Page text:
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All Angels Into Paradise Review

Album. Released 2007.  

BBC Review

...wants to be sophisticated and cutting edge, but in reality it is achingly safe.

Jack Jewers 2007

Teen sensations All Angels have officially been the Next Big Thing™ in classical music since they fluttered onto the scene in the summer of 2006. Their eponymous debut went platinum in a matter of weeks, and they were soon doing everything expected of photogenic prodigies since Charlotte Church swapped communion wine for the harder stuff. Nominated for a Classical Brit? Tick. Performed for the Queen? Tick. Wear matching white outfits and release a cover of Robbie Williams’ "Angels"? Tick, tick, tick.

Now they’re back with Into Paradise, another eclectic mix of pop-classical fusion, only this time with a more elegiac slant. Requiems, spirituals and even a couple of break-up songs sit alongside a more familiar array of classical pieces. But while All Angels are undeniably talented vocalists, the slickness of this album far exceeds any aspiration it has to be taken seriously.

The most striking track is a hauntingly stripped-down rendition of "In Paradisum" (Latin for 'into paradise' – see what they did there?) Mercifully under-produced, it is a perfect showcase for their subtlety as performers. Similarly adept, if predictable, are "Pie Jesu" and "Sancte Deus" (from Nimrod.)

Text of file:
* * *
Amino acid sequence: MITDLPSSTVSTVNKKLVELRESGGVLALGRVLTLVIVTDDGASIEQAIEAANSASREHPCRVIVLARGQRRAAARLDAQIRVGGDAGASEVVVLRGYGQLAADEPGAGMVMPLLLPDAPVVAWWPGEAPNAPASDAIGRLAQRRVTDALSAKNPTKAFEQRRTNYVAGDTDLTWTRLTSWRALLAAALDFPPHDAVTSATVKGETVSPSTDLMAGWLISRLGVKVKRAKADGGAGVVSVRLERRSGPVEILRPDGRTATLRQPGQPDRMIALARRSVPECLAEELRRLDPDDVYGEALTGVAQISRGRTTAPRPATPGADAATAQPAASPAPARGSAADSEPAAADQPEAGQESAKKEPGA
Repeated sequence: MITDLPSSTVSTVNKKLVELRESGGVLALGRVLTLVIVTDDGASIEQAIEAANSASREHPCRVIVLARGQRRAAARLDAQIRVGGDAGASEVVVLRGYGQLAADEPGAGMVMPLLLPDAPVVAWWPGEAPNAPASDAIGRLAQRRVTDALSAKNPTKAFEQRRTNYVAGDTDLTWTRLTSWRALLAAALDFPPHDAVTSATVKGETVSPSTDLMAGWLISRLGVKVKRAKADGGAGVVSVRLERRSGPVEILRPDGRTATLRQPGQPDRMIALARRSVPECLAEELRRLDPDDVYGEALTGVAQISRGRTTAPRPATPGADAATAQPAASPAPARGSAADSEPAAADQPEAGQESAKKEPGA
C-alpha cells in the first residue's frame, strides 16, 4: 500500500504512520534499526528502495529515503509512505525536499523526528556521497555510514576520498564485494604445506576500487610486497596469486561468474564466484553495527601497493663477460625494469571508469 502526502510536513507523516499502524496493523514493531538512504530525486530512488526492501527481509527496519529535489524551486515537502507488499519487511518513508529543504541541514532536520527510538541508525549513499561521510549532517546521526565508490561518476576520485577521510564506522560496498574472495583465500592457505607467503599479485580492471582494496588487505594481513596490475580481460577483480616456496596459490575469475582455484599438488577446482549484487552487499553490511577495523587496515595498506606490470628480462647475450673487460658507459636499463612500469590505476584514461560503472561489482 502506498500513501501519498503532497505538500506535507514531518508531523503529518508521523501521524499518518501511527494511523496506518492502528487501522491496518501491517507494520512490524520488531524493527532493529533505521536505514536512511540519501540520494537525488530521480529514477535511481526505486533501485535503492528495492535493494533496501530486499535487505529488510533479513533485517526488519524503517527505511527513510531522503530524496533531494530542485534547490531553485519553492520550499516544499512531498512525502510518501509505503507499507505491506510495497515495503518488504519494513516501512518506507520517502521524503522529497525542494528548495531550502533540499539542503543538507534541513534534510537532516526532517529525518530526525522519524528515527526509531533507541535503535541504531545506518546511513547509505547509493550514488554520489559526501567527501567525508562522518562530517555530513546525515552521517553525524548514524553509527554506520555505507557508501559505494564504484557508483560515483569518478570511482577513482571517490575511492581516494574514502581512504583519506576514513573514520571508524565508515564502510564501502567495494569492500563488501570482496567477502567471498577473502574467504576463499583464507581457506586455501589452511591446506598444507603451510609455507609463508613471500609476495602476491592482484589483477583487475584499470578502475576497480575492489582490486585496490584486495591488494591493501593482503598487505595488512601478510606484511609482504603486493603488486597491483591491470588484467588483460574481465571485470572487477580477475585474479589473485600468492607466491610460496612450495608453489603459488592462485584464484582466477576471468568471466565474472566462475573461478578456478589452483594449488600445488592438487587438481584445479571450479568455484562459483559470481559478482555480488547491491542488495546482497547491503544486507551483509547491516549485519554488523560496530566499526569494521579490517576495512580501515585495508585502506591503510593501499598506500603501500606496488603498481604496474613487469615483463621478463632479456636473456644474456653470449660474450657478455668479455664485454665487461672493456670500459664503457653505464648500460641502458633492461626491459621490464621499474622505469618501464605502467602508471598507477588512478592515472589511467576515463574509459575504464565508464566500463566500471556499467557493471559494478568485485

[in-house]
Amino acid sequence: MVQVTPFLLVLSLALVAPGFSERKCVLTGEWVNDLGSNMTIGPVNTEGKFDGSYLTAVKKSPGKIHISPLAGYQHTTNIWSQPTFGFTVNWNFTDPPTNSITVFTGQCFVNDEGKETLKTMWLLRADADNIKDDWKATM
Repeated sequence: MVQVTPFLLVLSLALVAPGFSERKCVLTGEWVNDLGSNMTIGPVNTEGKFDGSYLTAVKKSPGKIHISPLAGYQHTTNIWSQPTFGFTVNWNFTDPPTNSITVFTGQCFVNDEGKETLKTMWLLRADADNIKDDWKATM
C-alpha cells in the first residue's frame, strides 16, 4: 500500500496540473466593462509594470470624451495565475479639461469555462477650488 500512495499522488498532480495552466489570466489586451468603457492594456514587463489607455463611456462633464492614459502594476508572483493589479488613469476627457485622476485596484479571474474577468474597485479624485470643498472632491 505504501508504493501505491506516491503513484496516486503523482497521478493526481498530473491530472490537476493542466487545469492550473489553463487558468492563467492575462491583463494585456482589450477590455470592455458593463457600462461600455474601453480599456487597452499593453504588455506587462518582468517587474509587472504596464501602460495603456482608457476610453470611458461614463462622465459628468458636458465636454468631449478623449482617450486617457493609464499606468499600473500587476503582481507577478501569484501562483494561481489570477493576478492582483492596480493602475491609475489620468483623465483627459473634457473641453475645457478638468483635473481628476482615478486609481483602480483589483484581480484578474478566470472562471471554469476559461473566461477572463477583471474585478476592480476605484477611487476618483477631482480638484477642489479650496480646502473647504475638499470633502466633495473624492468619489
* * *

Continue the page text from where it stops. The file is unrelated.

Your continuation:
But while they do a pretty good job of making Faure’s Requiem sound heavenly, a special level of hell should be reserved for whoever chose to throw in choral renderings of Coldplay’s "The Scientist" and Sinead O’Connor's "Nothing Compares 2 U". All traces of feeling have been ironed out of these teen poetry whine-athons, and the addition of some overwrought orchestration does nothing to lift their terminal dreariness.

Not all of the pop choices fall flat, however. A harmonised version of Simon and Garfunkels’ "The Sound of Silence" manages to draw out the song's charming 60s idealism with a well-judged lightness of touch.

Into Paradise so desperately wants to be sophisticated and cutting edge, but in reality it is achingly safe. But if there's one thing that really frustrates about listening to this album, it’s the feeling that we’ve been here before. If All Angels have any higher ambitions than this, then their material will have to grow up with them.

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